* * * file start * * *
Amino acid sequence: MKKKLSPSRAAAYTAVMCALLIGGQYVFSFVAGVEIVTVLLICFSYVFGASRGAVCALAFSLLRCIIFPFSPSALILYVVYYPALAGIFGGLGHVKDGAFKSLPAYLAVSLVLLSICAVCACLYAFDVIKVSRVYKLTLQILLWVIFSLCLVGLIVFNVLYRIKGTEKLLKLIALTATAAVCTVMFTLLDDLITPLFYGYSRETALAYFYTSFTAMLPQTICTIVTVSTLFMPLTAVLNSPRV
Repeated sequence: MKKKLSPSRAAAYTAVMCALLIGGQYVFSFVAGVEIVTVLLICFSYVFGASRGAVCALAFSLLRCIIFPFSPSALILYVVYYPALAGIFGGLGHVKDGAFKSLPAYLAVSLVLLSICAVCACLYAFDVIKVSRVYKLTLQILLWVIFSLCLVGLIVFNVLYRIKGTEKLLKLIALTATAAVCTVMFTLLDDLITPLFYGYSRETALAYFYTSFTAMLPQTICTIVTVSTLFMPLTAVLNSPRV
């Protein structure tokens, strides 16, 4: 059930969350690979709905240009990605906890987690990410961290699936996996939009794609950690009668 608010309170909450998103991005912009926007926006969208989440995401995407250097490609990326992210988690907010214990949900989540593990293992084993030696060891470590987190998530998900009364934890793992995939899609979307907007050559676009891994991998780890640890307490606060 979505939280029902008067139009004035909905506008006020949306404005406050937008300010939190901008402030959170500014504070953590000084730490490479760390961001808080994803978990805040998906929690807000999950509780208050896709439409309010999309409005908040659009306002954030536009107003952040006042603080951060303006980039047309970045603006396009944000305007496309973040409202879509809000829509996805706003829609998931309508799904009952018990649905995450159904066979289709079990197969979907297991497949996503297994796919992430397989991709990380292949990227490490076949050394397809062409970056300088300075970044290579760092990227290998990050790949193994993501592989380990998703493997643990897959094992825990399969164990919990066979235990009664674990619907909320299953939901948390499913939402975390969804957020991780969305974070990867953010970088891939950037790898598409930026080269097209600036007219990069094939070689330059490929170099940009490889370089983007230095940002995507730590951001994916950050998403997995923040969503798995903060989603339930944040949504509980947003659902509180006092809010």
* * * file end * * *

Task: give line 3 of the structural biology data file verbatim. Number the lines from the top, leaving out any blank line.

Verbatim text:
């Protein structure tokens, strides 16, 4: 059930969350690979709905240009990605906890987690990410961290699936996996939009794609950690009668 608010309170909450998103991005912009926007926006969208989440995401995407250097490609990326992210988690907010214990949900989540593990293992084993030696060891470590987190998530998900009364934890793992995939899609979307907007050559676009891994991998780890640890307490606060 979505939280029902008067139009004035909905506008006020949306404005406050937008300010939190901008402030959170500014504070953590000084730490490479760390961001808080994803978990805040998906929690807000999950509780208050896709439409309010999309409005908040659009306002954030536009107003952040006042603080951060303006980039047309970045603006396009944000305007496309973040409202879509809000829509996805706003829609998931309508799904009952018990649905995450159904066979289709079990197969979907297991497949996503297994796919992430397989991709990380292949990227490490076949050394397809062409970056300088300075970044290579760092990227290998990050790949193994993501592989380990998703493997643990897959094992825990399969164990919990066979235990009664674990619907909320299953939901948390499913939402975390969804957020991780969305974070990867953010970088891939950037790898598409930026080269097209600036007219990069094939070689330059490929170099940009490889370089983007230095940002995507730590951001994916950050998403997995923040969503798995903060989603339930944040949504509980947003659902509180006092809010």